This course will bring the great authors and works to life, from Anglo-Saxon times to the present, on an imaginatively taught course that will prepare you for a range of careers.
Studying a diverse range of texts, genres and movements from English literary history, you’ll explore the way in which forms and traditions have evolved, along with the practical and theoretical aspects of writing, reading and criticism.
The course examines how writers have written profoundly about, and been influenced by, their experiences, societies and times, and how their works have contributed to human culture and understanding.
We draw on aspects of history, philosophy, linguistics, theology and cultural studies – and we’ll help you develop skills that are particularly attractive to employers. These skills include:
Our students run their own Literature Society and organise guest lectures, workshops and cultural or social events. You can also join us on theatre trips and other ‘away days’ such as the popular tour of Elizabethan and Victorian London.
Our graduates go on to careers in teaching, journalism, TV and radio, the music industry, arts administration, gallery work, fundraising, HR, publishing, library management, marketing and PR, public services, tourism and IT.
We work with many cultural organisations, including the Heritage Lottery Fund and the John Clare Trust. There’ll be work experience and special placement opportunities with some of these, as well as the chance to network with future employers.
We’ll assess your progress through essays, exams, professional development portfolios, individual and group projects, and your dissertation.
Whether you aim to work in the creative industries or the social sciences, the legal profession or public service, the Faculty of Arts, Law & Social Sciences will provide you with the skills and knowledge you need for professional life.
Our lively, diverse community and ambitious academic environment will broaden your horizons and help you develop your full potential - many of our courses give you the chance to learn another language, study abroad or undertake work placements as you study.
If you’re interested in art, music, drama or film, check out our packed programme of events. Together with our partners in the creative and cultural industries, we’re always working to enrich the cultural life of the university and the wider community.
Our research is groundbreaking and internationally recognised, with real social impact. We support the StoryLab Research Institute, whose projects include interactive music apps and documenting lifesaving childbirth procedures, the Policing Institute for the Eastern Region (PIER), as well as nine international research clusters including the Centre for Children's Book Studies and the Labour History Research Unit.
In the Research Excellence Framework 2014, six of our subject areas were awarded world-leading status: Law; Art and Design; English Language and Literature, Communication, Cultural and Media Studies; History; Music, Drama, Dance and Performing Arts.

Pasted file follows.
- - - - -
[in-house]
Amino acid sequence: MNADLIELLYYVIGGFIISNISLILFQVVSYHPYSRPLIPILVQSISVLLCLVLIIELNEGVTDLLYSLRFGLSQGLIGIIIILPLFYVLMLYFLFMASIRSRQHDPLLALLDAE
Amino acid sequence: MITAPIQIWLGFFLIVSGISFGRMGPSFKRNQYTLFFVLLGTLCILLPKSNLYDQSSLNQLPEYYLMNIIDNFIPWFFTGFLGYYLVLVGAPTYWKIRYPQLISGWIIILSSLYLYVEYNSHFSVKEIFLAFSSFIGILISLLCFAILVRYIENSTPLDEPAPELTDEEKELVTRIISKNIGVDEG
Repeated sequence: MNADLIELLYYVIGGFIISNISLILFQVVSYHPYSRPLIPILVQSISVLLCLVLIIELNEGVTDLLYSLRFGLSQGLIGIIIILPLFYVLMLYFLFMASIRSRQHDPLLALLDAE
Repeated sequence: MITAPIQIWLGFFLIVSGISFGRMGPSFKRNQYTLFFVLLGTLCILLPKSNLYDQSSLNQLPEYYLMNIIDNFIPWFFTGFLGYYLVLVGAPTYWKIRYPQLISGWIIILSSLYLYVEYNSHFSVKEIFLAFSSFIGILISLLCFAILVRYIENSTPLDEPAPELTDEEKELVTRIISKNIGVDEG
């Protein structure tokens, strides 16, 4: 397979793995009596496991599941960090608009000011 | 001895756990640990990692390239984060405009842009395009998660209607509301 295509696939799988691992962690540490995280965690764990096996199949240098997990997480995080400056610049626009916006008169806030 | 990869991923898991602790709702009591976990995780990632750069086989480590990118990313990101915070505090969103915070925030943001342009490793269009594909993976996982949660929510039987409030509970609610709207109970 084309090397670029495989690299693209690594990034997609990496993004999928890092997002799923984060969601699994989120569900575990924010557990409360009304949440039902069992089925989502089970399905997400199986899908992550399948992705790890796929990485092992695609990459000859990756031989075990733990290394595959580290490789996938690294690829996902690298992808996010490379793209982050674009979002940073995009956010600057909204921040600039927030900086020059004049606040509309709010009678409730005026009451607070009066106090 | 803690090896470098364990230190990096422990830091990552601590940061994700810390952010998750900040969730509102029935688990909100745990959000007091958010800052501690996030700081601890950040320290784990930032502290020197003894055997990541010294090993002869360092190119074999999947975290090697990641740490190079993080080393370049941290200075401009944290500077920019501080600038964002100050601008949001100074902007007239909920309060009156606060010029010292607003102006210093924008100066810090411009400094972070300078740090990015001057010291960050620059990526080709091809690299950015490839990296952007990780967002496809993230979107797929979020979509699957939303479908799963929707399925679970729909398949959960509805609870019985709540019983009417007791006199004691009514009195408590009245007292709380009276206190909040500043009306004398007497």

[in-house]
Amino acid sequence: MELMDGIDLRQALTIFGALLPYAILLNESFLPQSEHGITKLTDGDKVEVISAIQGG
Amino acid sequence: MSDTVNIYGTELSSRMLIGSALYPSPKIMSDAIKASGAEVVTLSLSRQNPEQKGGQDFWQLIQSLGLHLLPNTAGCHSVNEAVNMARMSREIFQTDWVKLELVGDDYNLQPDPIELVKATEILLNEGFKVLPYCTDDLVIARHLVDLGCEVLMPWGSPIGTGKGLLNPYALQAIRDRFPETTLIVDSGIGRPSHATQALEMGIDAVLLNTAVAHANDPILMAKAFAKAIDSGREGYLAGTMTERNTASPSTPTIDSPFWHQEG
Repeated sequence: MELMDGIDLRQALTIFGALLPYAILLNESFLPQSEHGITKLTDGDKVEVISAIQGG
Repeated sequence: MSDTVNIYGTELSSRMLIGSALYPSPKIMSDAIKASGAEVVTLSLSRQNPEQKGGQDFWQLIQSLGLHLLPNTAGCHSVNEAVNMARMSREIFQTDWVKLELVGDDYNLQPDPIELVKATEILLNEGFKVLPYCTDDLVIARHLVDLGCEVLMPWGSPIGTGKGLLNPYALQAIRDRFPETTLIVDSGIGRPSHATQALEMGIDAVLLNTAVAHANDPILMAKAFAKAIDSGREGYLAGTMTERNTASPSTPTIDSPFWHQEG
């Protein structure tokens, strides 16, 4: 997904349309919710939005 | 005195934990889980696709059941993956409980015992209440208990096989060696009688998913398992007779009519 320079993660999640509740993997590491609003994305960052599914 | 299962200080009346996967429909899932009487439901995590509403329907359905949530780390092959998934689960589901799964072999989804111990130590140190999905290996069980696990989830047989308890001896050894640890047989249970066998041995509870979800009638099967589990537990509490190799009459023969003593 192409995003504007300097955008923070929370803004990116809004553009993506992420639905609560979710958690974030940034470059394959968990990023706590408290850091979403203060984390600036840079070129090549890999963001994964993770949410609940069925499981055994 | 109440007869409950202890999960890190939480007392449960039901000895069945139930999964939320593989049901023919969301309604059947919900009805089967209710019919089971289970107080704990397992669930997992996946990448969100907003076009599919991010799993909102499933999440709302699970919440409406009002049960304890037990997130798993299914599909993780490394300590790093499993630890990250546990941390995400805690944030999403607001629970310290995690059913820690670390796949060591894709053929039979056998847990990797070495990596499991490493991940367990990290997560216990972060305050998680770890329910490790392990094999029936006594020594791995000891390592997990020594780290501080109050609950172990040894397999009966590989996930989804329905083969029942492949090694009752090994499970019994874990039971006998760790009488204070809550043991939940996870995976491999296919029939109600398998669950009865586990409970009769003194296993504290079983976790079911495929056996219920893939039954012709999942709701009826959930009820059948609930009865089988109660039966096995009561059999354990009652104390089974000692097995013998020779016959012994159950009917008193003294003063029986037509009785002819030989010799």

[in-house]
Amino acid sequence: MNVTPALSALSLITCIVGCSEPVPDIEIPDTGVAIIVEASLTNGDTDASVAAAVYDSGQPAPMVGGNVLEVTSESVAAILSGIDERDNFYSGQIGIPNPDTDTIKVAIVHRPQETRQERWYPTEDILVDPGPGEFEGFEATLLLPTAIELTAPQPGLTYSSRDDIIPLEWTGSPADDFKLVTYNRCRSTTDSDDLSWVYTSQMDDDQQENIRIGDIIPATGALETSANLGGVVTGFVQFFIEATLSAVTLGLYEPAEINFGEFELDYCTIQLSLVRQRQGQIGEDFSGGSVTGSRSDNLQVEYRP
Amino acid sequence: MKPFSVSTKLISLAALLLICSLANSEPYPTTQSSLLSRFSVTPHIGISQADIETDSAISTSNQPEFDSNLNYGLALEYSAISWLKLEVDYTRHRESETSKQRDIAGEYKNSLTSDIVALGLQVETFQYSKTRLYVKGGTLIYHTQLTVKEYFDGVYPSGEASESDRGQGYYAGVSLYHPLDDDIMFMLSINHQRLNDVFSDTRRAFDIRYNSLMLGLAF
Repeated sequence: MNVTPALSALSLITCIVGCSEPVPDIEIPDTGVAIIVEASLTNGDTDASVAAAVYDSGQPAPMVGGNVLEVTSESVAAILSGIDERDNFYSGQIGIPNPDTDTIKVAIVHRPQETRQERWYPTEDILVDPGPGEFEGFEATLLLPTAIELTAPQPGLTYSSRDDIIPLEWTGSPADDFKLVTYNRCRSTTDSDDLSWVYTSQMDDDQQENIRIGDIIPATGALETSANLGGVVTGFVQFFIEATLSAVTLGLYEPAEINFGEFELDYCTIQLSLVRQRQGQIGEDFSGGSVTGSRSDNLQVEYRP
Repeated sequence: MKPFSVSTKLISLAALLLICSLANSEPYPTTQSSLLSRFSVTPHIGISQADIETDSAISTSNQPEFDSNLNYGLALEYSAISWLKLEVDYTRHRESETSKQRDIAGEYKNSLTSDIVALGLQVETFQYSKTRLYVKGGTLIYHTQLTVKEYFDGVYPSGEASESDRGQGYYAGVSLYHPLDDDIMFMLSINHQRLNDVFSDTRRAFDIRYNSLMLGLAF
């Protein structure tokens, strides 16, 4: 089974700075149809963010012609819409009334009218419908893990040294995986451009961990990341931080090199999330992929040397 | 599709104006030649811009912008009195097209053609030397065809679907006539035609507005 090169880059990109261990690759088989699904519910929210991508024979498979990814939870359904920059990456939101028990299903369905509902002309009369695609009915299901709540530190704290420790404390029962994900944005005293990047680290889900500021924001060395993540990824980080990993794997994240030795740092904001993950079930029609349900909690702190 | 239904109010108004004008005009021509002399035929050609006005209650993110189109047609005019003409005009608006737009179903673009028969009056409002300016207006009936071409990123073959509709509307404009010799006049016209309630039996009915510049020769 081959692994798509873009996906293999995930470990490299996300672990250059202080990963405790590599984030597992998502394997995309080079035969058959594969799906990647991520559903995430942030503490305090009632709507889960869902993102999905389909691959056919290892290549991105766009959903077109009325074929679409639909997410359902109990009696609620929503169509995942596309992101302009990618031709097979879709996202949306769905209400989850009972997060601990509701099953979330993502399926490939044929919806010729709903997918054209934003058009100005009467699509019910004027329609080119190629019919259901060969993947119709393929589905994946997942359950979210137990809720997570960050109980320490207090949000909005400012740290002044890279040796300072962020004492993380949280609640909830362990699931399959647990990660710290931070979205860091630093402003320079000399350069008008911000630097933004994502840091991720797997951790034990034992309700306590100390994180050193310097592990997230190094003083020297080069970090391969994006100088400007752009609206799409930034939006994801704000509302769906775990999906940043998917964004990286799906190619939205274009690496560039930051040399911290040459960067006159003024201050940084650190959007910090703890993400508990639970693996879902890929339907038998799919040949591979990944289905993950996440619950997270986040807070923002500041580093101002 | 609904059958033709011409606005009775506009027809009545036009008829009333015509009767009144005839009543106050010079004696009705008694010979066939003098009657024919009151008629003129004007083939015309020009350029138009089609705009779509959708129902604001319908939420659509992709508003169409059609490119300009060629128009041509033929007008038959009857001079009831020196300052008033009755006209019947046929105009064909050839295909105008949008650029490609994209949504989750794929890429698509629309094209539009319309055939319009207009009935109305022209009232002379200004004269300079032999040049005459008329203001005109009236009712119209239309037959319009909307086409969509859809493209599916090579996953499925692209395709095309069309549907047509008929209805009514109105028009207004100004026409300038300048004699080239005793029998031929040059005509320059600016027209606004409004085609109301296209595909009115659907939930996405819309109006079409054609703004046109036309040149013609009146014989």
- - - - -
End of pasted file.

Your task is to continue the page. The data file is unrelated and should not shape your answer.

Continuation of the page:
You can pay your fees in the following ways.
Most English undergraduates take out a tuition fee loan with Student Finance England. The fees are then paid directly to us. The amount you repay each month is linked to your salary and repayments start in April after you graduate.
If you choose not to take out a loan you can pay your fees directly to us. There are two ways to do this: either pay in full, or through a three- or six-month instalment plan starting at registration.
Most new undergraduate students can apply for government funding to support their studies and university life. This includes Tuition Fee Loans and Maintenance Loans. There are additional grants available for specific groups of students, such as those with disabilities or dependants.
We also offer a fantastic range of ARU scholarships, which provide extra financial support while you’re at university. Find out more about eligibility and how to apply.
From September 2018, EU students starting an undergraduate degree with us can access an £800 bursary.
Meanwhile, our £400 Books Plus scheme helps with the costs of study. There's no need to apply for this: if you're eligible you can simply collect a Books Plus card when you start your course.
80 UCAS tariff points. Required subject(s): A level English, English Language or English Language/Literature at grade C, or a full Access Certificate in a related subject GCSEs required: 3 GCSEs at grade C or above in English, Mathematics and Science.
Important additional notes
Our published entry requirements are a guide only and our decision will be based on your overall suitability for the course as well as whether you meet the minimum entry requirements. Other equivalent qualifications may be accepted for entry to this course, please email firstname.lastname@example.org for further information.
We don't accept AS level qualifications on their own for entry to our undergraduate degree courses. However for some degree courses a small number of tariff points from AS levels are accepted as long as they're combined with tariff points from A levels or other equivalent level 3 qualifications in other subjects.
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